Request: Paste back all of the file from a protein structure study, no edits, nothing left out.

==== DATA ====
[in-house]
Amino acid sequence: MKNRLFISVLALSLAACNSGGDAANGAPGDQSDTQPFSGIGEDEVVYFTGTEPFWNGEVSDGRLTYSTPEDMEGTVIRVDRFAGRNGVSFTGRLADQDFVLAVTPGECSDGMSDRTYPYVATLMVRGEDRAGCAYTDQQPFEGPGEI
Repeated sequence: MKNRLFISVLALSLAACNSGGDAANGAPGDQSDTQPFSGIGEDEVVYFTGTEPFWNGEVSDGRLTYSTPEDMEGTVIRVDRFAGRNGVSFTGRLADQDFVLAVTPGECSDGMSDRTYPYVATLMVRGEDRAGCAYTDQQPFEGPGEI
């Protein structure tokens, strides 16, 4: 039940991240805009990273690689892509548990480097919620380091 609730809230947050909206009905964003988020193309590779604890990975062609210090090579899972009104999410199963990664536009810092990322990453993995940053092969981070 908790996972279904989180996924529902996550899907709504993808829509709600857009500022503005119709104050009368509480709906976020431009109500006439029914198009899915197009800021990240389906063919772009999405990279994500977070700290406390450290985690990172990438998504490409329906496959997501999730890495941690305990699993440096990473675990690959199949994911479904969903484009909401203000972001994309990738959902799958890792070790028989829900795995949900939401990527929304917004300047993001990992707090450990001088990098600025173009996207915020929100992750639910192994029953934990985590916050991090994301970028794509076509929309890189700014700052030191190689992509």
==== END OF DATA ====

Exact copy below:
[in-house]
Amino acid sequence: MKNRLFISVLALSLAACNSGGDAANGAPGDQSDTQPFSGIGEDEVVYFTGTEPFWNGEVSDGRLTYSTPEDMEGTVIRVDRFAGRNGVSFTGRLADQDFVLAVTPGECSDGMSDRTYPYVATLMVRGEDRAGCAYTDQQPFEGPGEI
Repeated sequence: MKNRLFISVLALSLAACNSGGDAANGAPGDQSDTQPFSGIGEDEVVYFTGTEPFWNGEVSDGRLTYSTPEDMEGTVIRVDRFAGRNGVSFTGRLADQDFVLAVTPGECSDGMSDRTYPYVATLMVRGEDRAGCAYTDQQPFEGPGEI
């Protein structure tokens, strides 16, 4: 039940991240805009990273690689892509548990480097919620380091 609730809230947050909206009905964003988020193309590779604890990975062609210090090579899972009104999410199963990664536009810092990322990453993995940053092969981070 908790996972279904989180996924529902996550899907709504993808829509709600857009500022503005119709104050009368509480709906976020431009109500006439029914198009899915197009800021990240389906063919772009999405990279994500977070700290406390450290985690990172990438998504490409329906496959997501999730890495941690305990699993440096990473675990690959199949994911479904969903484009909401203000972001994309990738959902799958890792070790028989829900795995949900939401990527929304917004300047993001990992707090450990001088990098600025173009996207915020929100992750639910192994029953934990985590916050991090994301970028794509076509929309890189700014700052030191190689992509």